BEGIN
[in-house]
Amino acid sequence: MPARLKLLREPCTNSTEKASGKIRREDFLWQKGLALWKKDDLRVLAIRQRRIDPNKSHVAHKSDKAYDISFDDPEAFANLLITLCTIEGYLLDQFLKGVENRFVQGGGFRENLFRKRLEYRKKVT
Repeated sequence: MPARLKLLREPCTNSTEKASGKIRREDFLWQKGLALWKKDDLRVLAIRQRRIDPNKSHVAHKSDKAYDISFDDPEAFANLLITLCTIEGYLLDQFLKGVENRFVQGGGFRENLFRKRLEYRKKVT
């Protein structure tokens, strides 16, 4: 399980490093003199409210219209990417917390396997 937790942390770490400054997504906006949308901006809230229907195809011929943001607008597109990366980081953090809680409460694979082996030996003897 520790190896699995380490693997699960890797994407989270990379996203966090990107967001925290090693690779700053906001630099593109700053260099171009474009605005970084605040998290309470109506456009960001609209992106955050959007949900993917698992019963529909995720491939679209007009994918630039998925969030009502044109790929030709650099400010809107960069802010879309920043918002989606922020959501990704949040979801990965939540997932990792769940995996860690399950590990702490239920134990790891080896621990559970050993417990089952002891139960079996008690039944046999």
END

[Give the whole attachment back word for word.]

[in-house]
Amino acid sequence: MPARLKLLREPCTNSTEKASGKIRREDFLWQKGLALWKKDDLRVLAIRQRRIDPNKSHVAHKSDKAYDISFDDPEAFANLLITLCTIEGYLLDQFLKGVENRFVQGGGFRENLFRKRLEYRKKVT
Repeated sequence: MPARLKLLREPCTNSTEKASGKIRREDFLWQKGLALWKKDDLRVLAIRQRRIDPNKSHVAHKSDKAYDISFDDPEAFANLLITLCTIEGYLLDQFLKGVENRFVQGGGFRENLFRKRLEYRKKVT
């Protein structure tokens, strides 16, 4: 399980490093003199409210219209990417917390396997 937790942390770490400054997504906006949308901006809230229907195809011929943001607008597109990366980081953090809680409460694979082996030996003897 520790190896699995380490693997699960890797994407989270990379996203966090990107967001925290090693690779700053906001630099593109700053260099171009474009605005970084605040998290309470109506456009960001609209992106955050959007949900993917698992019963529909995720491939679209007009994918630039998925969030009502044109790929030709650099400010809107960069802010879309920043918002989606922020959501990704949040979801990965939540997932990792769940995996860690399950590990702490239920134990790891080896621990559970050993417990089952002891139960079996008690039944046999």